Each of the water feed (103) and diesel fuel feed (105) are liquid pumps designed to feed water or diesel fuel into the system using any type of liquid feed technology known now or later developed, The pumps preferably pressurize the water and diesel fuel to a pressure level at or above the critical pressure of water (218 atm) shown in
Before the water and diesel fuel are mixed in SCW reactor (201), they will generally pass through preheaters (107) where they are heated to a level approaching or possibly passing the critical temperature of water (374° C.) as shown in
As the input mixture of supercritical water and air, and the diesel fuel enters the second stage components (200) they both enter into the SCW reactor (201). The SCW reactor (201) is typically a vessel constructed according to known high pressure design codes of Hastelloy—C276 or Inconel, In a preferred embodiment, the SCW reactor (201) construction material includes nickel which has a mild catalytic effect on the reforming reaction. While the catalytic effect is a bonus, poisoning (as discussed later) is generally avoided due to the extractive nature of supercritical water, In an alternative embodiment, the reactor may be constructed of stainless steel. The SCW reactor (201) may be either a mixed-type or continuous tubular type. As depicted in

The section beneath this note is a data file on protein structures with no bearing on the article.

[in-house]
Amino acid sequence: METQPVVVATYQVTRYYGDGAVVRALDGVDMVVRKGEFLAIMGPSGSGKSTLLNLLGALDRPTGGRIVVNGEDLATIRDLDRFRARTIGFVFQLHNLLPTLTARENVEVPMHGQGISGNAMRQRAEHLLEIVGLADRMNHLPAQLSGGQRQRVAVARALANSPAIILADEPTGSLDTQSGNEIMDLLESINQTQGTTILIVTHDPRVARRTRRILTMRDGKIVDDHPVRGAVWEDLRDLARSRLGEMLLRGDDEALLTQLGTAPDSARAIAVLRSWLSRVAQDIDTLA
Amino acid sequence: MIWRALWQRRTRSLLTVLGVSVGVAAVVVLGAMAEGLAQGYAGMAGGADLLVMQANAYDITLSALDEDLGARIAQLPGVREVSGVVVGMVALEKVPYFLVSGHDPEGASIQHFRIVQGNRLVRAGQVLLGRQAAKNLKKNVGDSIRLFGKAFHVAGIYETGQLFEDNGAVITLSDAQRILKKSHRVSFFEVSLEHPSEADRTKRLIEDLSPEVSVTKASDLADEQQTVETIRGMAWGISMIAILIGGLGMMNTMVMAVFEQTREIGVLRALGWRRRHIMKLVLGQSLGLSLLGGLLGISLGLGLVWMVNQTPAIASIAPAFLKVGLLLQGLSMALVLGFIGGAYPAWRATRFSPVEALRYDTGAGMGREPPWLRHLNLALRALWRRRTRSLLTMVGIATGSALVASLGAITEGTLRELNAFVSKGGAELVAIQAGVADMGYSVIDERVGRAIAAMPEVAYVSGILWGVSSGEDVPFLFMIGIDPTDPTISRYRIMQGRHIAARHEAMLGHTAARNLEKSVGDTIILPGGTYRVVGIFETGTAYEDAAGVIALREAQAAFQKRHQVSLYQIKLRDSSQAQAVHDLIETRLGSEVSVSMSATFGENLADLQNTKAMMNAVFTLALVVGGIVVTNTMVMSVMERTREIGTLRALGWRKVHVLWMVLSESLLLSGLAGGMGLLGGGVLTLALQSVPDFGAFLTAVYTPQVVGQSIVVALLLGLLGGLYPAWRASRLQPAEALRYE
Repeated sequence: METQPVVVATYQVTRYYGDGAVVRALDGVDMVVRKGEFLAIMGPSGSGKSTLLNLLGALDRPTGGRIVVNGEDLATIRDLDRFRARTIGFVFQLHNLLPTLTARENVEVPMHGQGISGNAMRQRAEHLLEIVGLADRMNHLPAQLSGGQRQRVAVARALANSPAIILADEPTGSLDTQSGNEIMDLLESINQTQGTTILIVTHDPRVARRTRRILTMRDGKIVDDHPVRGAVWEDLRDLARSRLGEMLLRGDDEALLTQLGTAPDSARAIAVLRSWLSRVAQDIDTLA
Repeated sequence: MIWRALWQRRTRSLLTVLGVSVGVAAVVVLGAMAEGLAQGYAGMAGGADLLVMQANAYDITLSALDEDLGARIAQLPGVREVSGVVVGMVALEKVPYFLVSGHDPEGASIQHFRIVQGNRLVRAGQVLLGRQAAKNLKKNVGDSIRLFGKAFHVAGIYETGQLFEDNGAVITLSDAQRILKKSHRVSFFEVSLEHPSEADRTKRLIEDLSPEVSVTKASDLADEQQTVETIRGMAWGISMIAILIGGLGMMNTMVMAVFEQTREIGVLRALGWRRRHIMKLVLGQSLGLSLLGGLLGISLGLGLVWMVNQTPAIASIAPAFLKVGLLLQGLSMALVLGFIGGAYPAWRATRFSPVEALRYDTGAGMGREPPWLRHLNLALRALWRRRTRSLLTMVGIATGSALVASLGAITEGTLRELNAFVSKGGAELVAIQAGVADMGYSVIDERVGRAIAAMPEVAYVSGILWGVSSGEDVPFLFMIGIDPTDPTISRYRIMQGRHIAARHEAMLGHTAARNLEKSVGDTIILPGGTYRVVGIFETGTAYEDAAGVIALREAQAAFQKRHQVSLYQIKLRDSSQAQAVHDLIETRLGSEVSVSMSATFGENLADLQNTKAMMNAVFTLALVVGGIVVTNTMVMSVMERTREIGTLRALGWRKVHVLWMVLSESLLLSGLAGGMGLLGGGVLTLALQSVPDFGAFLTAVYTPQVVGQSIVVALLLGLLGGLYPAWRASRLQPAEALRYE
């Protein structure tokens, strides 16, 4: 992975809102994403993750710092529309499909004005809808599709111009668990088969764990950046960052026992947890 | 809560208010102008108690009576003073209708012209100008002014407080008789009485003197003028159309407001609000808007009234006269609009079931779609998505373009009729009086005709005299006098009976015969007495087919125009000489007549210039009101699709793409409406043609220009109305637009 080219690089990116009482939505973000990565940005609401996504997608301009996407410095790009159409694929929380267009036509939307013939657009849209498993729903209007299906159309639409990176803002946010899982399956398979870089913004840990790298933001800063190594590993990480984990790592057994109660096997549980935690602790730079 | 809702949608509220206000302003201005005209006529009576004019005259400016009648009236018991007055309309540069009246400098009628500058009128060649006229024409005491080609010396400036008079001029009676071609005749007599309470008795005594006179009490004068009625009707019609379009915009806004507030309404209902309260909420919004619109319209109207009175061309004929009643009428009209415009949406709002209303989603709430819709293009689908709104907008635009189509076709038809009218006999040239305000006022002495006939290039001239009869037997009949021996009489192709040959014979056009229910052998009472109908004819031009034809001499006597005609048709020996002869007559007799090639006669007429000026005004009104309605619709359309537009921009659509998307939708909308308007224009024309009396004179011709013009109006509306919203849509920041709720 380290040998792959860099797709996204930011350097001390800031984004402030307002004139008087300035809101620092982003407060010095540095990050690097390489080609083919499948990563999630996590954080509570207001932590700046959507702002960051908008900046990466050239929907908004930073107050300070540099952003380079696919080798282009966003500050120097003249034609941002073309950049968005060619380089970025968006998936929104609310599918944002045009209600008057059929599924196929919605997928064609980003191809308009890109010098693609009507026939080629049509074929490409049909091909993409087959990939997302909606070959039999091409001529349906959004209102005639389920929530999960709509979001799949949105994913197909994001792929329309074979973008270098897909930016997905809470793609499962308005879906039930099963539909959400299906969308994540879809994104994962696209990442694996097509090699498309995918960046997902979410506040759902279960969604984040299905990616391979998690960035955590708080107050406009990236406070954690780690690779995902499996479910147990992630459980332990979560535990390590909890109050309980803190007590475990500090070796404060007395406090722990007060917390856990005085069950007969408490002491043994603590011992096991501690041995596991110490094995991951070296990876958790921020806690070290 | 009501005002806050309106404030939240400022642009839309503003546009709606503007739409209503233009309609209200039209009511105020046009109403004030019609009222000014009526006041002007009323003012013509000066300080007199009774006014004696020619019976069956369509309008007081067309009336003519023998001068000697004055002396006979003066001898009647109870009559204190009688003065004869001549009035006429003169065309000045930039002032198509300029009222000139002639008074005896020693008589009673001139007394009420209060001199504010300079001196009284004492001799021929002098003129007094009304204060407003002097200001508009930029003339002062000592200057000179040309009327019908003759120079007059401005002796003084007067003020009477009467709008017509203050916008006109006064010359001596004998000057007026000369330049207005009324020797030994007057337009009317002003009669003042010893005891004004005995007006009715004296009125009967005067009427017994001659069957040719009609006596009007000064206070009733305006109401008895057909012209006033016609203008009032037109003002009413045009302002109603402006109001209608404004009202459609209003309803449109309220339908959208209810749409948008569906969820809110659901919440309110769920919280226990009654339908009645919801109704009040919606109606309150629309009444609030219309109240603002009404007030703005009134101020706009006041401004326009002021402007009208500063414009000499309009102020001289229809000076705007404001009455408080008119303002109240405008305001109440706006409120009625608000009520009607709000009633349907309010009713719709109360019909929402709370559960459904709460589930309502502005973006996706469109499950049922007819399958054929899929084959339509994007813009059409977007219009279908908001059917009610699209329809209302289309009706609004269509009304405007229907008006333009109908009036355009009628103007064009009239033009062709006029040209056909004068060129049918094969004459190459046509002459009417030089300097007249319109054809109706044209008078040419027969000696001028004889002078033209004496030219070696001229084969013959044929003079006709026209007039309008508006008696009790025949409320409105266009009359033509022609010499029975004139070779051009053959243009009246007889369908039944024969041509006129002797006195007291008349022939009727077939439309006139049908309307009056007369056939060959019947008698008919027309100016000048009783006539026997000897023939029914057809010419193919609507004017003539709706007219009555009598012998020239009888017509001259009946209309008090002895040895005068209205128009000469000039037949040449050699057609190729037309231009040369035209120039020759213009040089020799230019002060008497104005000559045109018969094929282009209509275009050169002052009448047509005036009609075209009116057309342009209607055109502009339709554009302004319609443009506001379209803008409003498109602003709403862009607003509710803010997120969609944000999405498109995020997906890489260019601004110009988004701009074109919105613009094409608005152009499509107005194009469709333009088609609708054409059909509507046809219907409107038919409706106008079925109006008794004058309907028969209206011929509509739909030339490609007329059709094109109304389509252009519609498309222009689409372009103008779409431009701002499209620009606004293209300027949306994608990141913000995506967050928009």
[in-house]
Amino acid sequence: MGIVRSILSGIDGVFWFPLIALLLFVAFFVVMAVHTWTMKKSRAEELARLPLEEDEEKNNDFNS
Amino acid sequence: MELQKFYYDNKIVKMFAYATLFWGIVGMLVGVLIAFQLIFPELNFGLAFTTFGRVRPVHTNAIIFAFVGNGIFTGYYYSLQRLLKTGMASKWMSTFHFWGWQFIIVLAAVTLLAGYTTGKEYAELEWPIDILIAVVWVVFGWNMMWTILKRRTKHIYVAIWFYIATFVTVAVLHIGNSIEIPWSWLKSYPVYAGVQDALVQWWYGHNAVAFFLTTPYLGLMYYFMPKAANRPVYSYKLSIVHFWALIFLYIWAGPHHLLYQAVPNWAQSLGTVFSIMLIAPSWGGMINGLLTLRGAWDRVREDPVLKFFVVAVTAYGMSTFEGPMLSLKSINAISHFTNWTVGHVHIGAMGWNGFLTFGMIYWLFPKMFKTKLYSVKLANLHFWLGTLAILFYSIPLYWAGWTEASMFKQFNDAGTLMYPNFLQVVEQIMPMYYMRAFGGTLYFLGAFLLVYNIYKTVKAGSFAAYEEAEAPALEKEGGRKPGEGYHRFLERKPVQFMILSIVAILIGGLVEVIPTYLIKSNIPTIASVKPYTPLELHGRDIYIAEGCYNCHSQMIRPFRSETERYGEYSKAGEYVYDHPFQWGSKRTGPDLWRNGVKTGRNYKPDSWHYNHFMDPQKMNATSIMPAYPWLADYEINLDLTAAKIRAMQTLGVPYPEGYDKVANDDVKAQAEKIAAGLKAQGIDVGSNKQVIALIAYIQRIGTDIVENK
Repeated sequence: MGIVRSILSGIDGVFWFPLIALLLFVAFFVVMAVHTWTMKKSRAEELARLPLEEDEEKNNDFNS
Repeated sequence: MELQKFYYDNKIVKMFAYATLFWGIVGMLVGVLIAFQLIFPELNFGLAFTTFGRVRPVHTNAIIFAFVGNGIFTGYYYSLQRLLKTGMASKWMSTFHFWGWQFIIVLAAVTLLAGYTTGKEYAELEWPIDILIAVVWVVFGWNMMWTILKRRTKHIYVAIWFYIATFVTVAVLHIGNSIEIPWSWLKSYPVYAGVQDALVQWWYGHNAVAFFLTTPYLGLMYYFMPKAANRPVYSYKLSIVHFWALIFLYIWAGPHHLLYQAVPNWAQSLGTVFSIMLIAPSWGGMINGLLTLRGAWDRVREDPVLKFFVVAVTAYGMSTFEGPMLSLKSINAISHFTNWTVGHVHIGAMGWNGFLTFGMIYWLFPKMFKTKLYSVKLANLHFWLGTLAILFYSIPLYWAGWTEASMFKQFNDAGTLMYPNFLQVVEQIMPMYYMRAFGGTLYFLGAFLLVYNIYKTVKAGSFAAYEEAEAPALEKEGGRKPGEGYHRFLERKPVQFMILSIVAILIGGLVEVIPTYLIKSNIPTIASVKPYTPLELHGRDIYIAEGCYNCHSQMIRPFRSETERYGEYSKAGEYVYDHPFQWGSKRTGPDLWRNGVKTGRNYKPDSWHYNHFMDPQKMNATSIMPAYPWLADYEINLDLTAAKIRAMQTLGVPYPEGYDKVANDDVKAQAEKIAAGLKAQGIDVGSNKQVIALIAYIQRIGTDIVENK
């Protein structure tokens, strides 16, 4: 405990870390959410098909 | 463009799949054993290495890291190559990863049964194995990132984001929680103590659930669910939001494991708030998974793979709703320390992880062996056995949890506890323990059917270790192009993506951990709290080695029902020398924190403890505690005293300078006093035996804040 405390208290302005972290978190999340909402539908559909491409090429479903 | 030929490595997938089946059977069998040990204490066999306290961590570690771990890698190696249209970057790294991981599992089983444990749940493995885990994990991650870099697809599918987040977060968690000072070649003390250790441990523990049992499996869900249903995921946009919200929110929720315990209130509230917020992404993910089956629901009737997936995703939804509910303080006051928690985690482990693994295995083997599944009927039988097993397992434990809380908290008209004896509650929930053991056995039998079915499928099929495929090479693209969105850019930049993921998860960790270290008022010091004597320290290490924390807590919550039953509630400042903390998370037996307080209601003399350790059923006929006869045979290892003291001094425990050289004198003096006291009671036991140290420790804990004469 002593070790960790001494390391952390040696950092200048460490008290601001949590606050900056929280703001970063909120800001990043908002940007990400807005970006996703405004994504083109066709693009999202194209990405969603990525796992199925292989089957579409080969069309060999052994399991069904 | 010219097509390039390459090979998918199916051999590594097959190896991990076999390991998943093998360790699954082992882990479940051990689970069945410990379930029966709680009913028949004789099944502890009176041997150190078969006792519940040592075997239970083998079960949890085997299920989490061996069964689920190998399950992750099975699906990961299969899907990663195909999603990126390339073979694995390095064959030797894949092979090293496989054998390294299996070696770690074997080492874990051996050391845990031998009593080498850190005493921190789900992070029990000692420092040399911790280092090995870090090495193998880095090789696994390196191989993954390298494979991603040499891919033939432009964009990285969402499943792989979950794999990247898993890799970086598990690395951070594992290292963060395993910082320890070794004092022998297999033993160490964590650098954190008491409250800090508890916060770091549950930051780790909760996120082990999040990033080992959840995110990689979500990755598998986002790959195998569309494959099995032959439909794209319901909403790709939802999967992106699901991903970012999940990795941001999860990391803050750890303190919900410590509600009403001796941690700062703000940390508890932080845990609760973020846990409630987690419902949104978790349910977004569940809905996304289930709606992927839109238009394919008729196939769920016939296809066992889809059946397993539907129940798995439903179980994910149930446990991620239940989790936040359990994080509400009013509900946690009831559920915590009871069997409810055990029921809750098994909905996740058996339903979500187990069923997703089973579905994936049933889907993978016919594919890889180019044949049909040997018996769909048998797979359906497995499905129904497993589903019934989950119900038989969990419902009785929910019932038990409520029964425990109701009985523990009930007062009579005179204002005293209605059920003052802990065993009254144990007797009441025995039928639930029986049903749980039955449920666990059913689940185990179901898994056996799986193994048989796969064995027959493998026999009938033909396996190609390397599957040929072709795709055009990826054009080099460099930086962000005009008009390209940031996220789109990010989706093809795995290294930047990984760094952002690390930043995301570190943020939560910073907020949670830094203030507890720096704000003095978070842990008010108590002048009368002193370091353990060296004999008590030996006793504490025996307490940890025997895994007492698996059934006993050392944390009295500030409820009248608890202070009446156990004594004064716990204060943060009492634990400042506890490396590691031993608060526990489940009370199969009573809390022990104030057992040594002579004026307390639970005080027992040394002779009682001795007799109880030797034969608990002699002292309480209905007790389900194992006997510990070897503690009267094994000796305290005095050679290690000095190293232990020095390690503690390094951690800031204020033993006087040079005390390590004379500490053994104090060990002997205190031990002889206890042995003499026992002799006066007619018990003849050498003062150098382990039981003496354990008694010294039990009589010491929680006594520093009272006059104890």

In the SCW reactor (201), the supercritical water drives the chemical reformation of the fuel into hydrogen, carbon monoxide, carbon dioxide, and water. The SCW reactor (201) performs this reforming through the properties of supercritical water. In particular. supercritical water completely dissolves both diesel fuel and oxygen, thus establishing a homogeneous reaction phase without need to raise the temperature excessively as was required in ATR reforming. Further, due to the intimacy (or close proximity) between reactant molecules in supercritical water, there is no need for a heterogeneous catalyst to perform the reforming. Instead, only the two components of fuel and water are required acting as both the components of the reaction and the cause of the reaction. Generally, the reforming in SCW reactor (201) will occur according to the following chemical relation: